Hackers Expose Safari's Flaws in 5 Seconds

When it comes to browser security, Internet Explorer usually gets ridiculed and beaten up the most. And though Microsoft's IE8 was quickly unraveled at Pwn2Own, Apple's Safari 5 was hugely embarrassed by getting hacked in five seconds flat.

Shortly after a team from the French security company Vupen scored $15,000 and a new MacBook Air for cracking Safari 5.0.3 open like an egg, Apple patched 62 vulnerabilities in the browser and released Safari version 5.0.4.

Meanwhile, Google's Chrome 9 browser went unchallenged. Two teams pre-registered to take Chrome down. The first contestant was a no-show and the second decided to focus instead on his hack of RIM's BlackBerry OS. Though it's a little unfair that Chrome walked away proud and untouched, it's also great accidental PR.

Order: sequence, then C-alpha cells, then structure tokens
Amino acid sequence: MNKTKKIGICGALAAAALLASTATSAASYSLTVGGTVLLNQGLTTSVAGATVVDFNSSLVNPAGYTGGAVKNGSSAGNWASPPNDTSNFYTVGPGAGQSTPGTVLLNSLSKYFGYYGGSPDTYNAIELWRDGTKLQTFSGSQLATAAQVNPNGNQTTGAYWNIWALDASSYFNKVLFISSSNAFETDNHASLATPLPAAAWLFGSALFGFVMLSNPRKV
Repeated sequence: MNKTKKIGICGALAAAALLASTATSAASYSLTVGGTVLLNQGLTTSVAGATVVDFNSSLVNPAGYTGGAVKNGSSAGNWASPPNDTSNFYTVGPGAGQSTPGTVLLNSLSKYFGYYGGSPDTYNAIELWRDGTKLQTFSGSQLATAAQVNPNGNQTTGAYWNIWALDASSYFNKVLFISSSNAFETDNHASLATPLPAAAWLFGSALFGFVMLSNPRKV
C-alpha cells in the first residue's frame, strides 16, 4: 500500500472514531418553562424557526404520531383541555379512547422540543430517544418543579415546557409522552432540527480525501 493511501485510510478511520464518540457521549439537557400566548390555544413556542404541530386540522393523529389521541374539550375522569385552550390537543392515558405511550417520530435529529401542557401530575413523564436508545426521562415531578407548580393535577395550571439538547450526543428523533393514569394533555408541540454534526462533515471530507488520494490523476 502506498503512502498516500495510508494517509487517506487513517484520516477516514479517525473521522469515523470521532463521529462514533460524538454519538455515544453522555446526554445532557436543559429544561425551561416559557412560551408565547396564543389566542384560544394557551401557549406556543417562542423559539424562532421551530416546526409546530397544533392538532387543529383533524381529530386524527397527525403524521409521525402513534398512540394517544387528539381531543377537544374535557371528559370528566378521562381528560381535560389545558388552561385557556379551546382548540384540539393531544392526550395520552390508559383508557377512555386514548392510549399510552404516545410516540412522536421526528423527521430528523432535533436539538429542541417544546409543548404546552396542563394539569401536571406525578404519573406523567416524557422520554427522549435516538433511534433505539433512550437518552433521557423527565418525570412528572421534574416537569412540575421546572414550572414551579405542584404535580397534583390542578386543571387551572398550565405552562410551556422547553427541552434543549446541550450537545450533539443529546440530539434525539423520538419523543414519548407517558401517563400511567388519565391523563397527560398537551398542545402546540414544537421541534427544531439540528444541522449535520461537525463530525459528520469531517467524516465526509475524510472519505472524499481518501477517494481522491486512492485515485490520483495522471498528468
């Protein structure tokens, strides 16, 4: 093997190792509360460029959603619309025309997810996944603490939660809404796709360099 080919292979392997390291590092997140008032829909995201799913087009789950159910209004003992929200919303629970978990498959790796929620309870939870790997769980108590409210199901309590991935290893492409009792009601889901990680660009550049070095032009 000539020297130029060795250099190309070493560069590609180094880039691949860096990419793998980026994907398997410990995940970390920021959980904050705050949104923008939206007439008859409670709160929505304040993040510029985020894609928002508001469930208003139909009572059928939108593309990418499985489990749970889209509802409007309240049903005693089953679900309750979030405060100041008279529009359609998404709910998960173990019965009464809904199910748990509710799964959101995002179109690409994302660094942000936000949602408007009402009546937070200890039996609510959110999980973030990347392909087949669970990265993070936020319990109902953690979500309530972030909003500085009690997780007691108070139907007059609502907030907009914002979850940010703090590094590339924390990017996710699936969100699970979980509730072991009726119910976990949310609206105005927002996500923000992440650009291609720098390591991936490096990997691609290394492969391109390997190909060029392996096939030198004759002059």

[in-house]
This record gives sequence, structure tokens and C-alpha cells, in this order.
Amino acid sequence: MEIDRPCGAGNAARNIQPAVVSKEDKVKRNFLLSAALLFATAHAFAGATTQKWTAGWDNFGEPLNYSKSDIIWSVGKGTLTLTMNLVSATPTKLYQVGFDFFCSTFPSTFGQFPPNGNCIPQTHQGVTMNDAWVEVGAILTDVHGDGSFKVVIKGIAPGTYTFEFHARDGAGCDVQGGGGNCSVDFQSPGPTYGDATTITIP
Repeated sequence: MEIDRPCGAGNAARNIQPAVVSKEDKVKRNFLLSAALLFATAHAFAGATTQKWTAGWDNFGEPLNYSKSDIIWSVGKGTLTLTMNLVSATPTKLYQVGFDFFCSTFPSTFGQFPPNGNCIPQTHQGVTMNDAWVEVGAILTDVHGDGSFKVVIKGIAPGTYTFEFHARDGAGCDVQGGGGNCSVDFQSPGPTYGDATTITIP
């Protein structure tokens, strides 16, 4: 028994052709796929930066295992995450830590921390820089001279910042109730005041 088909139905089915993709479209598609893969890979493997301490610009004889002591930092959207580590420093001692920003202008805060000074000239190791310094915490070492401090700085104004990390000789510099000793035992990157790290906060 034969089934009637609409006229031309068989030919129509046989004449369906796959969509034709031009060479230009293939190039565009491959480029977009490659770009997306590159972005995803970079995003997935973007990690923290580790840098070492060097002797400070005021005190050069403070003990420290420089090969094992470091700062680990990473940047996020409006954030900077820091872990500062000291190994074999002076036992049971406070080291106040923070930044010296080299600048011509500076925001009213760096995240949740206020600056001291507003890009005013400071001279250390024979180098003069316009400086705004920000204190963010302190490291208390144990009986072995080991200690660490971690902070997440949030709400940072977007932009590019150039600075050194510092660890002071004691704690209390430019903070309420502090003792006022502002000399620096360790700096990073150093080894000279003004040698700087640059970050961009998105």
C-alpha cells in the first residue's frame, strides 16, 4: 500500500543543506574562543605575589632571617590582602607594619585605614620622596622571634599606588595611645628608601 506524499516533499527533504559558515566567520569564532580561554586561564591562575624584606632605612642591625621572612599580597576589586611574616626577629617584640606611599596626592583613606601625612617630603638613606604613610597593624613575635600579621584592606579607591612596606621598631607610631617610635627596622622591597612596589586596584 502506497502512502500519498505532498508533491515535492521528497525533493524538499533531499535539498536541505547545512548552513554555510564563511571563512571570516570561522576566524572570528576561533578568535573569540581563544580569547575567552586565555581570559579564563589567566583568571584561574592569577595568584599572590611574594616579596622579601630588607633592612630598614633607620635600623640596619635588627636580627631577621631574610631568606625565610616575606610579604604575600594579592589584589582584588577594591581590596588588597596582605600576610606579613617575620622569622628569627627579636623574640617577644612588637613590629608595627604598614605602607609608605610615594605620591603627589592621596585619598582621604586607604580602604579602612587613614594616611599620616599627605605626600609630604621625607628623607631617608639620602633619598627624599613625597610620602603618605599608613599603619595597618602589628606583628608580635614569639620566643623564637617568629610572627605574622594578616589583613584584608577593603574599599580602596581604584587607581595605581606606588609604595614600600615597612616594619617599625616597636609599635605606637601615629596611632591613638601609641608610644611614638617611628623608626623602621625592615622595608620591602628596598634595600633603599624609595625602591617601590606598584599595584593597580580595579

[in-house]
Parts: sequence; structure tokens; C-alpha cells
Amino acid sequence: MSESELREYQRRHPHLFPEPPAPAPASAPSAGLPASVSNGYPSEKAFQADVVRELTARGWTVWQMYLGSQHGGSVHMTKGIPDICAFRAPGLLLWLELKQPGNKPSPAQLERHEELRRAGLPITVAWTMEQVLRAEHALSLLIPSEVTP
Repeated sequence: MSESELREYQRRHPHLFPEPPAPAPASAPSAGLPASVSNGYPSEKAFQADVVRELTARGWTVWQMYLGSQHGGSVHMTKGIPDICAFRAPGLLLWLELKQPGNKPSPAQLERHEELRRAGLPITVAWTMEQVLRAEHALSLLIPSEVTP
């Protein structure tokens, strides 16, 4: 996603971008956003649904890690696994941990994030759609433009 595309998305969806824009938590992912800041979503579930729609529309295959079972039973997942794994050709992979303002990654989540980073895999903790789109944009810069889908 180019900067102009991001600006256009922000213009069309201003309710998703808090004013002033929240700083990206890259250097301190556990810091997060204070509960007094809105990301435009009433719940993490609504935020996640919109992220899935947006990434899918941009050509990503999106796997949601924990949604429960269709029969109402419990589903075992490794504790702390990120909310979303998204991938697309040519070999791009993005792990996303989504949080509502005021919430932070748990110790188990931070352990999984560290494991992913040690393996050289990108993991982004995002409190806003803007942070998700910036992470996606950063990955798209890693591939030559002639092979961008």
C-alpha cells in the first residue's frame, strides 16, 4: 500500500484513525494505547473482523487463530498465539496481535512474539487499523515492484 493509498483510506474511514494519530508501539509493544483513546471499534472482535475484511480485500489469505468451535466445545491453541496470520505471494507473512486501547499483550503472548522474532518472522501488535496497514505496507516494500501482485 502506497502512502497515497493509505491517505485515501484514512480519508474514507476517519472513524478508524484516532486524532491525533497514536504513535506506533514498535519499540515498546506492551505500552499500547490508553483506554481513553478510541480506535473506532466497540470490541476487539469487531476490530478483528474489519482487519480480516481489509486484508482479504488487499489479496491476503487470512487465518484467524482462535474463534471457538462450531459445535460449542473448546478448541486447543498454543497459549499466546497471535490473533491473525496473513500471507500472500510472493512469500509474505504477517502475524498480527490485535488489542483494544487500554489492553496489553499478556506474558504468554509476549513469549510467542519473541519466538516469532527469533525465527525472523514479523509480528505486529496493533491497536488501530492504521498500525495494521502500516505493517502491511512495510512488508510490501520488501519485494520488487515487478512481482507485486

Today Mozilla's Firefox 3.6 will stand up to challengers, as well as a slew of smartphone operating systems: iOS, Blackberry OS, Android, and Windows Phone 7.

Two weeks before Pwn2Own started, the browsers were "frozen" so that researchers could have a stationary target to hack. But now Safari has been updated, Chrome has delivered version 10, IE 9 arrives on March 14, and Mozilla has issued the first release candidate of Firefox version 4.0, so wait on these new releases' impending vulnerabilities before you believe Safari is the most vulnerable browser in existence.

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